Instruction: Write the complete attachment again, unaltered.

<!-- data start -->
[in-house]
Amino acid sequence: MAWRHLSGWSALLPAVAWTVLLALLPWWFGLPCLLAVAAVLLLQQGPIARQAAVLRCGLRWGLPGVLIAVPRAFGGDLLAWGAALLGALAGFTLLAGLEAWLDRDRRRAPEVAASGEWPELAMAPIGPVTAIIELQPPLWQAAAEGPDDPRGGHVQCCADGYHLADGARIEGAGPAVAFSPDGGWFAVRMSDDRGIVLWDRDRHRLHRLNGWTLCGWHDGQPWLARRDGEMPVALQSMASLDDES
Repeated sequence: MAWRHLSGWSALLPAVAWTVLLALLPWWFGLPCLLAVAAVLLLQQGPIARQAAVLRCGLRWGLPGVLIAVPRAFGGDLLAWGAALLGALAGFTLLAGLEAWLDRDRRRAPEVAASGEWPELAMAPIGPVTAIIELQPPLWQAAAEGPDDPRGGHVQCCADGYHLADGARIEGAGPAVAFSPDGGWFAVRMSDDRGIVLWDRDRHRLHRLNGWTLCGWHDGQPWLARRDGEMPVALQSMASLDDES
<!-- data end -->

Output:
[in-house]
Amino acid sequence: MAWRHLSGWSALLPAVAWTVLLALLPWWFGLPCLLAVAAVLLLQQGPIARQAAVLRCGLRWGLPGVLIAVPRAFGGDLLAWGAALLGALAGFTLLAGLEAWLDRDRRRAPEVAASGEWPELAMAPIGPVTAIIELQPPLWQAAAEGPDDPRGGHVQCCADGYHLADGARIEGAGPAVAFSPDGGWFAVRMSDDRGIVLWDRDRHRLHRLNGWTLCGWHDGQPWLARRDGEMPVALQSMASLDDES
Repeated sequence: MAWRHLSGWSALLPAVAWTVLLALLPWWFGLPCLLAVAAVLLLQQGPIARQAAVLRCGLRWGLPGVLIAVPRAFGGDLLAWGAALLGALAGFTLLAGLEAWLDRDRRRAPEVAASGEWPELAMAPIGPVTAIIELQPPLWQAAAEGPDDPRGGHVQCCADGYHLADGARIEGAGPAVAFSPDGGWFAVRMSDDRGIVLWDRDRHRLHRLNGWTLCGWHDGQPWLARRDGEMPVALQSMASLDDES